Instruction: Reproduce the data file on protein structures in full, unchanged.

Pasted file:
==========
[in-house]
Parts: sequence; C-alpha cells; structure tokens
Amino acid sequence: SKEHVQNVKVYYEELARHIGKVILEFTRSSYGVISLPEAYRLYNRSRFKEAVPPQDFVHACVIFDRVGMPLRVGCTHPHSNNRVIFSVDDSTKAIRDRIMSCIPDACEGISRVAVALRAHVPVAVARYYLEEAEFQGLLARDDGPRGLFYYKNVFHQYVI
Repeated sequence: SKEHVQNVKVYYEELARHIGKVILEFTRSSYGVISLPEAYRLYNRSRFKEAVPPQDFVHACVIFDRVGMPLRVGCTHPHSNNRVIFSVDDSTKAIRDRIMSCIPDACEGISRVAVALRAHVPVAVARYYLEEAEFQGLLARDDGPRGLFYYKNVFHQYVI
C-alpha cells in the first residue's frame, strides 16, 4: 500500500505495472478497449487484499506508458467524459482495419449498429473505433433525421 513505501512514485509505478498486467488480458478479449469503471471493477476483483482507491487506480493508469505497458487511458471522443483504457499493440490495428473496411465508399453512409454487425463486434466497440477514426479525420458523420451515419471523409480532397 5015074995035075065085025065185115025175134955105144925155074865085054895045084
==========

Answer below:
[in-house]
Parts: sequence; C-alpha cells; structure tokens
Amino acid sequence: SKEHVQNVKVYYEELARHIGKVILEFTRSSYGVISLPEAYRLYNRSRFKEAVPPQDFVHACVIFDRVGMPLRVGCTHPHSNNRVIFSVDDSTKAIRDRIMSCIPDACEGISRVAVALRAHVPVAVARYYLEEAEFQGLLARDDGPRGLFYYKNVFHQYVI
Repeated sequence: SKEHVQNVKVYYEELARHIGKVILEFTRSSYGVISLPEAYRLYNRSRFKEAVPPQDFVHACVIFDRVGMPLRVGCTHPHSNNRVIFSVDDSTKAIRDRIMSCIPDACEGISRVAVALRAHVPVAVARYYLEEAEFQGLLARDDGPRGLFYYKNVFHQYVI
C-alpha cells in the first residue's frame, strides 16, 4: 500500500505495472478497449487484499506508458467524459482495419449498429473505433433525421 513505501512514485509505478498486467488480458478479449469503471471493477476483483482507491487506480493508469505497458487511458471522443483504457499493440490495428473496411465508399453512409454487425463486434466497440477514426479525420458523420451515419471523409480532397 5015074995035075065085025065185115025175134955105144925155074865085054895045084